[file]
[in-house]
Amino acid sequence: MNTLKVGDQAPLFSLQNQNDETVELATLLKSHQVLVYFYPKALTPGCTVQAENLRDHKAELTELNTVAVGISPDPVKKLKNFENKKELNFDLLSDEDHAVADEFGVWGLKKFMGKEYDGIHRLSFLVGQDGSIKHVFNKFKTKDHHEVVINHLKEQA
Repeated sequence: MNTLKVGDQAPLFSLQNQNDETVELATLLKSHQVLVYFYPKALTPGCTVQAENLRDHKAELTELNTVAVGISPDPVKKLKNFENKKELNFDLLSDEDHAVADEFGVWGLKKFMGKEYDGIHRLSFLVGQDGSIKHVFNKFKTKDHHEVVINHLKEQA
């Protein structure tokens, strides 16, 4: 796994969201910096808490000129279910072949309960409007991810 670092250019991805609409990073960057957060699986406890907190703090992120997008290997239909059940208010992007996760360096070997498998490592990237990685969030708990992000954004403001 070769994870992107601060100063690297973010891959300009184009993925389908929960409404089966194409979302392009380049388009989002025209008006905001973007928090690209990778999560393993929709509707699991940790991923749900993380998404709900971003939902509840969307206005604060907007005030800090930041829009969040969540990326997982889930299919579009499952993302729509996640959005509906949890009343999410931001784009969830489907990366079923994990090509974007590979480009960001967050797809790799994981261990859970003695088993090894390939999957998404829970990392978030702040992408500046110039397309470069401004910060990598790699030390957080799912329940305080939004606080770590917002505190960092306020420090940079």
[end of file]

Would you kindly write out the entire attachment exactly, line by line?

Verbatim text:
[in-house]
Amino acid sequence: MNTLKVGDQAPLFSLQNQNDETVELATLLKSHQVLVYFYPKALTPGCTVQAENLRDHKAELTELNTVAVGISPDPVKKLKNFENKKELNFDLLSDEDHAVADEFGVWGLKKFMGKEYDGIHRLSFLVGQDGSIKHVFNKFKTKDHHEVVINHLKEQA
Repeated sequence: MNTLKVGDQAPLFSLQNQNDETVELATLLKSHQVLVYFYPKALTPGCTVQAENLRDHKAELTELNTVAVGISPDPVKKLKNFENKKELNFDLLSDEDHAVADEFGVWGLKKFMGKEYDGIHRLSFLVGQDGSIKHVFNKFKTKDHHEVVINHLKEQA
């Protein structure tokens, strides 16, 4: 796994969201910096808490000129279910072949309960409007991810 670092250019991805609409990073960057957060699986406890907190703090992120997008290997239909059940208010992007996760360096070997498998490592990237990685969030708990992000954004403001 070769994870992107601060100063690297973010891959300009184009993925389908929960409404089966194409979302392009380049388009989002025209008006905001973007928090690209990778999560393993929709509707699991940790991923749900993380998404709900971003939902509840969307206005604060907007005030800090930041829009969040969540990326997982889930299919579009499952993302729509996640959005509906949890009343999410931001784009969830489907990366079923994990090509974007590979480009960001967050797809790799994981261990859970003695088993090894390939999957998404829970990392978030702040992408500046110039397309470069401004910060990598790699030390957080799912329940305080939004606080770590917002505190960092306020420090940079």